Arms and the boy by wilfred
To 'stroke' and 'nuzzle' seem to imply erotic pleasure in handling instruments of destruction. This personification is used to damage the innocence of the child and that he has become experienced.
His work is full of compassion and outrage and technically highly skilful. Stanza 1 Let the boy try along this bayonet-blade 1 Command?
Outside my cottage window at Borage Lane children play soldiers so piercingly that I've moved into the attic, with only a skylight.
Analysis of the first stanza. In the final stanza, the speaker contrasts the weapons with the boy. Owen shows the youth that has been wasted during this horrendous war and in a way says that the weapon is the devil, and not the boy, and that even if he has killed, it is the weapon that has taken control of him, and that God will see the innocence in the boy and not punish him. He should do these things because his teeth look ready to bite an apple, and there are no claws behind his fingernails. We can notice that loss of innocence that the boy experiences with the words "nuzzle" and "stroke" which reinforces the affection of the boys towards the weapons, as they are like toys to him. Conclusion: Ill. It would be more usual or frequent to say "The Boy and the Guns" or "Arms", although "Guns" is more of a childlike term. This poem has a Jarring title because the idea of war and boys are not thought of together. God will not give him talons or antlers in his curls.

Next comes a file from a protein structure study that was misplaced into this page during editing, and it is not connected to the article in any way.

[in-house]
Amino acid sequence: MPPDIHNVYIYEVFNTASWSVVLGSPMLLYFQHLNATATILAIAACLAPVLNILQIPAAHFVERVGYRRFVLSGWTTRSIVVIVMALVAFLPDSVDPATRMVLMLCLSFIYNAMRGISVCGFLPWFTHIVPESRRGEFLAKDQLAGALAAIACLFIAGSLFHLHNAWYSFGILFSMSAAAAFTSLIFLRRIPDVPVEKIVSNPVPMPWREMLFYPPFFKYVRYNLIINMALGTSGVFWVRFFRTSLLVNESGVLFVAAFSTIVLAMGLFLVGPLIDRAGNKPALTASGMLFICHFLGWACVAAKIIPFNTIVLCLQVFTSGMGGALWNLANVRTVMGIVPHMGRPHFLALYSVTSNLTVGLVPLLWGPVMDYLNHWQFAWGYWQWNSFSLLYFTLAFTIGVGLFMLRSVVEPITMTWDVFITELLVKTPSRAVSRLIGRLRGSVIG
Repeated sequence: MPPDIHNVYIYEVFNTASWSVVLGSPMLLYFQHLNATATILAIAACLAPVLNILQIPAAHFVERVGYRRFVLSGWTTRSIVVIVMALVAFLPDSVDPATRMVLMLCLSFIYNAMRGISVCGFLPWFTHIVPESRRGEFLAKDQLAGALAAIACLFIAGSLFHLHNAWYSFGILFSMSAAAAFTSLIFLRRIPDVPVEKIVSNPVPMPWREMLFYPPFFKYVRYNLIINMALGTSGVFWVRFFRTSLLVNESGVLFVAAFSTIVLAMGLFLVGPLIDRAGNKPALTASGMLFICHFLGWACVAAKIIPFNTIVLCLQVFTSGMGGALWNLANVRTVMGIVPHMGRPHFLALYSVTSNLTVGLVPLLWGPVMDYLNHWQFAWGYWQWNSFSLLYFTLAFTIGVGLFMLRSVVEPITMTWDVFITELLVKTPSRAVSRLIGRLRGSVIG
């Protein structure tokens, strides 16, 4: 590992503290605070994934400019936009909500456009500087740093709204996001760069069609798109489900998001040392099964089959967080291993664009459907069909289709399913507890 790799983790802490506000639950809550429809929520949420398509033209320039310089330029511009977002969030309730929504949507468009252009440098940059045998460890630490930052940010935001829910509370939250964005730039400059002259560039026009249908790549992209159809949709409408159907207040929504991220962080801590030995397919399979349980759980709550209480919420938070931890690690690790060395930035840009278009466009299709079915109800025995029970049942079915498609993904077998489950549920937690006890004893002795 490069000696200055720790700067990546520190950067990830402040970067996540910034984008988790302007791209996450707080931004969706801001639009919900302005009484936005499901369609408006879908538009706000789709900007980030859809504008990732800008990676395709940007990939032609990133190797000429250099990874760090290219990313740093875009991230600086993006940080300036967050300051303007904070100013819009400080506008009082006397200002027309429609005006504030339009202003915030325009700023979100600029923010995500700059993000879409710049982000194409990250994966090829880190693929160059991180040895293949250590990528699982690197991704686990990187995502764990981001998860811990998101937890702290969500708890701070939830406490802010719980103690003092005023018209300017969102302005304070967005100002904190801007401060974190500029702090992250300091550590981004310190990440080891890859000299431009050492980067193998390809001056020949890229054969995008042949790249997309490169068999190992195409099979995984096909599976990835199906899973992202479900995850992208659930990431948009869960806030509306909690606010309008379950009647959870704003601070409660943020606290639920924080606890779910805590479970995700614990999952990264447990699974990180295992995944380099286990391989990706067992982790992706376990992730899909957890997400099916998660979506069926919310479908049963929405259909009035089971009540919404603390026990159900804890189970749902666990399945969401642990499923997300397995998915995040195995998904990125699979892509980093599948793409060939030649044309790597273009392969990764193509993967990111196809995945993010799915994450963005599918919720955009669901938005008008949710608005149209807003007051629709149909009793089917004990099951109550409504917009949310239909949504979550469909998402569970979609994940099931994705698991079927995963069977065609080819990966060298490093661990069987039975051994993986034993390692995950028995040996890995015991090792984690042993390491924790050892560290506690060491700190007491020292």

He will see how it is a malicious shade of blue like a "madman's flash" and is hungry for flesh. There lurk no claws behind his fingers supple; And God will grow no talons at his heels, Nor antlers through the thickness of his curls.
First of course there is the coldness of the blade and then the indecency f the tool. Also, his hopes and progressions in life have been lost.
The speaker is either trying to make the boy understand what he is in for in order to prepare him, or to get the boy excited about the dangerous weapons he will soon get to play with.
Dulce et decorum est
So, the bayonet is personified because it is desires like a hunger for blood, the desire to kill and consume human flesh. War and its effects upon soldiers. The boy is not fundamentally evil. The phrase also illustrates the lack of abundance of love that led one to the famishing for flesh. The boy's 'thick curls' speak of youthful innocence. At the same time the poem's other voices, those of the preachers of peace, they rejoice. Given by whom? These soldiers have a thirst for blood and killing. Nature, including the human variety dominates the picture.
It was written around March
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